Right Now I Am

Right now I’m experiencing the peace that comes from acceptance of what is – and that peace sure took its time. Usually easygoing, carefree and content – well, don’t check with my husband – today I felt  infused with low-grade anxiety, impatience, boredom, feeling uneasy and not knowing why, being perfectionistic, feeling tired and finding fault with others and myself. 

So how would I get peaceful back? I decided to forgive the traits I was feeling and I shared this process with a peer from California. What a gift to know people all over the world and be able to share straight-up where we are right now – this moment. I identified the traits I was feeling and then sat with that. What did that feel like? Heavy, wrong, wanting to do something about it.  I let these feelings be, just be. They’re thoughts, which create feelings, and nothing else. Then I began the Hawaiian Ho’oponopono prayer: I’m Sorry. Please Forgive Me. I love you. Thank you. 

These traits I’m feeling that I project over and over onto myself and others can not and do not define me but I allow these kinds of thoughts to disrupt my calm and serenity. Beneath the thoughts of feeling wrong, impatient and bored is the one, still, grounded presence. This is who I really am – the witness or presence that is before all thoughts and emotions.  This “me” is always calm, always present and always accepting – letting it be, just like John Lennon’s words. Why do I forget this? Life has a habit – or is it my habit – of filling my mind with chatter and nonsense about tomorrow, yesterday and what I have to do when I get home.  What will I write next and what if no one gets it? I don’t feel like going to the meeting. What did I give my friend for her birthday last year?

I learned the Ho’oponopono prayer a few years ago. It’s modern usage originated from Kahuna Morrnah Simeona, a Hawaiian healer, and is now taught by her student Dr. Ihaleakala Hew Len.  Dr. Hew Len is a clinical psychologist who, among much work with people all over the world, reviewed the cases of mentally ill criminals at Hawaii State Hospital in the 1980’s. The crimes committed included murder, rape and kidnapping.  Dr. Hew Len never saw the inmates personally and instead spent time going over their files at the institution and forgiving himself for the traits he recognized in himself that he (and we) project onto others including minorities and the “disadvantaged”.  By the time he left the prison four years later, staff that had left because it was too depressing and violent returned, the gardens and atmosphere began to flourish and many inmates were released.  The prayer is simple and is based on the knowledge that we can only heal and change ourselves and that ultimate healing of relationship, family, community and humanity can only begin with each of us first.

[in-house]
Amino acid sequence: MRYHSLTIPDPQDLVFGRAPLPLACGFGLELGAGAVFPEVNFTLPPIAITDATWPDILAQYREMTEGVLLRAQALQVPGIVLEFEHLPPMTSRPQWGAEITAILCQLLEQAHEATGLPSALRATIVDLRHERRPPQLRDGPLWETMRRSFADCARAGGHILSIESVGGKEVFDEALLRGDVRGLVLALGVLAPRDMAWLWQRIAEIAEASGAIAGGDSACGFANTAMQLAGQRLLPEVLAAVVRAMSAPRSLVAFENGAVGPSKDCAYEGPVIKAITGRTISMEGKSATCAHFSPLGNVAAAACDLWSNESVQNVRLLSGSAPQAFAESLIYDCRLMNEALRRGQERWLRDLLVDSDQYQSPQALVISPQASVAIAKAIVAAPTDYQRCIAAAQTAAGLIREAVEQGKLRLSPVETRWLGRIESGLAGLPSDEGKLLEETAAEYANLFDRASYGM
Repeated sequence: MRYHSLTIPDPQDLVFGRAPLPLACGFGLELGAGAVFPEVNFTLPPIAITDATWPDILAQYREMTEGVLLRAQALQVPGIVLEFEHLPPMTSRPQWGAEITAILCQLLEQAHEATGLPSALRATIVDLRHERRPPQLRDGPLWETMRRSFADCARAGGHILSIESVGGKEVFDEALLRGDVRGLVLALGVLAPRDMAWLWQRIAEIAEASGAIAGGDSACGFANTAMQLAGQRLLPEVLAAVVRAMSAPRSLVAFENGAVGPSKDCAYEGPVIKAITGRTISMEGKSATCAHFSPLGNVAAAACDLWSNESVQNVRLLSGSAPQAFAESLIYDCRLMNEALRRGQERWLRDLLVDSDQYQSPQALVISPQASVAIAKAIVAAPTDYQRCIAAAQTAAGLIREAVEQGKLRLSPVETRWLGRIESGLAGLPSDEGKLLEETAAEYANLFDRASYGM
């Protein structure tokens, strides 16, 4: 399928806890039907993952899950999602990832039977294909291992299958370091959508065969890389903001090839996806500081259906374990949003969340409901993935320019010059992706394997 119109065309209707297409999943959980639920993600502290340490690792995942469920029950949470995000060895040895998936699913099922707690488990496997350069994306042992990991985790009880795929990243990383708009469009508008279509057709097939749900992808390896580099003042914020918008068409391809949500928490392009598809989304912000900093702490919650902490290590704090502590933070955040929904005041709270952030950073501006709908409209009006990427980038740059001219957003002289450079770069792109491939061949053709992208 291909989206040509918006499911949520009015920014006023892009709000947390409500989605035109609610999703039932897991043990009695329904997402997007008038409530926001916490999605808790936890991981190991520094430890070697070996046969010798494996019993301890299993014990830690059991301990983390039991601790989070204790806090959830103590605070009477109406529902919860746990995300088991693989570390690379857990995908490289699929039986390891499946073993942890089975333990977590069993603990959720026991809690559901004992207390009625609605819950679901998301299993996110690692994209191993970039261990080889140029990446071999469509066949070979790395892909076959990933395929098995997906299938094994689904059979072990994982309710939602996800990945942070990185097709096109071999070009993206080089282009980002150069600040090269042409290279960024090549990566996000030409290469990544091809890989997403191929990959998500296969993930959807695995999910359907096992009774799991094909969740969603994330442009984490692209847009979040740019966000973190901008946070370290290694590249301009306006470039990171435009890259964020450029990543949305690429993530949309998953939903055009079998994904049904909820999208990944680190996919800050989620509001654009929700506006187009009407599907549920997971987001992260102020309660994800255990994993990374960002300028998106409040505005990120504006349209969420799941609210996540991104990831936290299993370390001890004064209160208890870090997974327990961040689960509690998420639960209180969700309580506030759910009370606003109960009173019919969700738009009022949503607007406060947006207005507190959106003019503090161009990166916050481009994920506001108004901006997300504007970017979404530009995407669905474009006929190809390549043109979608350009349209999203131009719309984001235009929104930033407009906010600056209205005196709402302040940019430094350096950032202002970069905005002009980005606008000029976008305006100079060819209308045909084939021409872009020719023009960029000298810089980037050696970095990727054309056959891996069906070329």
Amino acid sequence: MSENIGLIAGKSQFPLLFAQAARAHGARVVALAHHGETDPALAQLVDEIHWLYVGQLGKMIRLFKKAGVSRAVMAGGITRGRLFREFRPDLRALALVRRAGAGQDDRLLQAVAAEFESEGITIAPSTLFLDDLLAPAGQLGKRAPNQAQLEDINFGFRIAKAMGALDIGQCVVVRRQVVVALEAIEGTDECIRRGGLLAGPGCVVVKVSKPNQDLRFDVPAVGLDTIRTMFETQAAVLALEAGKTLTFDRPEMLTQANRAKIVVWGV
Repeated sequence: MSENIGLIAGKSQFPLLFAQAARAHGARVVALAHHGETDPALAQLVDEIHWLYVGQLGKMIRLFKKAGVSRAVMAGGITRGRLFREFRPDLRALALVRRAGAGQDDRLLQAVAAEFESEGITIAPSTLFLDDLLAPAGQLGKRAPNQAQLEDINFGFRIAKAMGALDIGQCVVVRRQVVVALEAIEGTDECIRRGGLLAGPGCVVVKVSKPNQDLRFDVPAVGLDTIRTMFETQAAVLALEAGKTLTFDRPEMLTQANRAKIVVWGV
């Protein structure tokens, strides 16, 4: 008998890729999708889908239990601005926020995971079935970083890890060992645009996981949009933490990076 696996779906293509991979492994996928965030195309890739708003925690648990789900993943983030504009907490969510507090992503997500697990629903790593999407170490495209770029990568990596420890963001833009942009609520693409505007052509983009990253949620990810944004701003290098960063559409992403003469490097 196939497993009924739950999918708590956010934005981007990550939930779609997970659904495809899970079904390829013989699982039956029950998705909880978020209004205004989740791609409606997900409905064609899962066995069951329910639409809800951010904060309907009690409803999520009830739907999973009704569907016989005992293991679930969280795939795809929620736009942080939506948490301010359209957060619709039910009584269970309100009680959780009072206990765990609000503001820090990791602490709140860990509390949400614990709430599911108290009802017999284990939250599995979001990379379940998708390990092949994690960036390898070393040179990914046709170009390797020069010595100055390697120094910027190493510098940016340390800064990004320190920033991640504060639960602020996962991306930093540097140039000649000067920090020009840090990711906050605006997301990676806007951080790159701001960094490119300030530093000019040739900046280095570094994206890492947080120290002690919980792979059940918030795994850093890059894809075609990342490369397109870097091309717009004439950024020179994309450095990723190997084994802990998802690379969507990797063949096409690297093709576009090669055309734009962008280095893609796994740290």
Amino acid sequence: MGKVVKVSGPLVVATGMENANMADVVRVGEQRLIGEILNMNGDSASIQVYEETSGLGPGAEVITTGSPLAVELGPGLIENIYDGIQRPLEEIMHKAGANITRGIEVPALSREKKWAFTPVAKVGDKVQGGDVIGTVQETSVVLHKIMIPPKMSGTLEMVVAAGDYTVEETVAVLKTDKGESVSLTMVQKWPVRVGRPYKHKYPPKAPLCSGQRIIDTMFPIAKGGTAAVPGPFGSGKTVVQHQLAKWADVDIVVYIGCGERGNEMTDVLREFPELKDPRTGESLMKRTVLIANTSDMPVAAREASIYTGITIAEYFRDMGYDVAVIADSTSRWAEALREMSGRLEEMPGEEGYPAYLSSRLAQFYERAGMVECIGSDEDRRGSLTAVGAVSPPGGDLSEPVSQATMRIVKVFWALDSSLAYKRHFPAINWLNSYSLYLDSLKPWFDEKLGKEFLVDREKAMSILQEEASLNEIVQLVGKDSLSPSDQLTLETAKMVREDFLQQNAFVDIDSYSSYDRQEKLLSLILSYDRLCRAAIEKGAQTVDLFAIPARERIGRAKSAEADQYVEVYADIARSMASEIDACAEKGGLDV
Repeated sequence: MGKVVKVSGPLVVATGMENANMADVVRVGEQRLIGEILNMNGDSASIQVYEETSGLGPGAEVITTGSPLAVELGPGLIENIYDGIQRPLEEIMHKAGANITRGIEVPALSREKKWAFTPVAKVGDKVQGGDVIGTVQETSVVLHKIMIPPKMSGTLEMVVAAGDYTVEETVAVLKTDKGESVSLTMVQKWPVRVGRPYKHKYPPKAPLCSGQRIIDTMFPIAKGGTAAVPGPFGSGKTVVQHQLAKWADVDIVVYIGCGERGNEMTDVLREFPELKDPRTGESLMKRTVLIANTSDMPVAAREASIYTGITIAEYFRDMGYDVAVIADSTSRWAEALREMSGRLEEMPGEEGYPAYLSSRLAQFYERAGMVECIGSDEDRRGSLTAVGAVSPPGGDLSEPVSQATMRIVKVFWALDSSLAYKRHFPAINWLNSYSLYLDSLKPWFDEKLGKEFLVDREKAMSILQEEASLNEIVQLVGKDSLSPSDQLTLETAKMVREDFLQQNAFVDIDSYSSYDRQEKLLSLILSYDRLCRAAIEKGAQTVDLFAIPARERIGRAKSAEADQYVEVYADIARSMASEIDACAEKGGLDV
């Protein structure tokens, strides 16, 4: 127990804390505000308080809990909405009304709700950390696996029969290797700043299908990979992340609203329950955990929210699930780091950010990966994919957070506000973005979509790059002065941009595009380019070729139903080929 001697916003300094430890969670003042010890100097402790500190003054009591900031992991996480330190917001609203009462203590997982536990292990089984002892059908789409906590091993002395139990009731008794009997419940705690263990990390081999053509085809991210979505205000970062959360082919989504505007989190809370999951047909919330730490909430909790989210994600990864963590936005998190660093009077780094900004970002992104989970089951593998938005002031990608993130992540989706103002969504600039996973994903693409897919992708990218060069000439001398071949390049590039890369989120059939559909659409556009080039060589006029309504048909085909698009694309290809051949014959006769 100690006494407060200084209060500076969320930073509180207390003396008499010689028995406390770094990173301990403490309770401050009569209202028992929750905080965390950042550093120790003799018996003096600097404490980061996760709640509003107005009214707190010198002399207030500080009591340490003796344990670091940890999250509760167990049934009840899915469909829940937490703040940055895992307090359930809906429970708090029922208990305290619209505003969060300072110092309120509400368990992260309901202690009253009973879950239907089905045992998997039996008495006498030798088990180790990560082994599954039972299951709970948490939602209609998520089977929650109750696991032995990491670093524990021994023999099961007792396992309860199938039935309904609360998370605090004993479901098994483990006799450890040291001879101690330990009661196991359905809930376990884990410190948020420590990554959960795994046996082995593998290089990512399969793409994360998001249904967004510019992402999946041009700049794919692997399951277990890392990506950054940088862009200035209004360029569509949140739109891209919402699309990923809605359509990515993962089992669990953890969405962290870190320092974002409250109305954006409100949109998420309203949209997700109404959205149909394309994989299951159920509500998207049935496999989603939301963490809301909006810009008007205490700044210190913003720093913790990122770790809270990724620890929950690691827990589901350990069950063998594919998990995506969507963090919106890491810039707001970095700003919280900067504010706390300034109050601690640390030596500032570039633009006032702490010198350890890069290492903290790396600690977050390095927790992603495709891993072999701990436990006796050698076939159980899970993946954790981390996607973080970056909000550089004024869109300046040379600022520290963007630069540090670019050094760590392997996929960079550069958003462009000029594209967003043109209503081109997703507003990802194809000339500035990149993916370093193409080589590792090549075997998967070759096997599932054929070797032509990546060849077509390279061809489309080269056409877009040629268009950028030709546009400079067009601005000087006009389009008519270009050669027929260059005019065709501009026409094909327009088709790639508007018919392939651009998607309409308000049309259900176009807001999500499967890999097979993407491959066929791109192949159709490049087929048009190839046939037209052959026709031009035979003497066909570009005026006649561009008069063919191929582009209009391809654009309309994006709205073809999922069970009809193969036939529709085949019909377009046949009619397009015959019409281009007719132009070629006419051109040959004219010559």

I use the Ho’oponopono prayer a lot, including in my work where people are sometimes very ill. I now feel a sense of completeness around the question “What can I do to help this person who is so sick.” I ask myself What do I do that makes me feel sick? Am I eating food that has no nutrients? What am I unwilling to heal? Identifying what in me is “sick” instead of assuming why others are –why don’t they stop smoking – I can then forgive those traits in myself and that is all I can do. 

Following is my first interpretation of Dr. Hew Len’s forgiveness prayer. I have recently learned a deeper use of it with the spiritual education group AHAM who added to the basic Ho’oponopono prayer and uses it in their programs – with the permission and blessing of Dr. Hew Len. 

I’m sorry (that I believe you are causing me pain or believe that you are wrong / that we are in this uncomfortable situation / that I’m letting this take up so much space in my mind / that I’ve hurt you in some way) 

Please forgive me (for believing this to be the truth about you / about me / about us / for any wrongs I may have done to you / for not remembering the truth of who we are) 

I love you (I do love you!) This one’s easier! 

Thank you (for this opportunity to heal / for the ability to forgive / for the ability to see beyond the appearance of struggle / for being my friend/partner/sister/brother/father/mother) 

The MORRNAH’S PRAYER (Hawaiian Shaman) below gives an added dimension to forgiveness and prayer.  

Divine creator, father, mother, son as one…If I, my family, relatives and ancestors have offended you, your family, relatives and ancestors in thoughts, words, deeds and actions from the beginning of our creation to the present, we ask your forgiveness…Let this cleanse, purify, release, cut all the negative memories, blocks, energies and vibrations, and transmute these unwanted energies into pure light….And it is done. 

For further information on Ho’oponopono please see:  http://hubpages.com/hub/hooponopono 

Christine Goyer-Swift finds expression through writing and dance, and inspiration through long walks and solitude. “Writing is a window into my life, recording, witnessing and continually emerging.”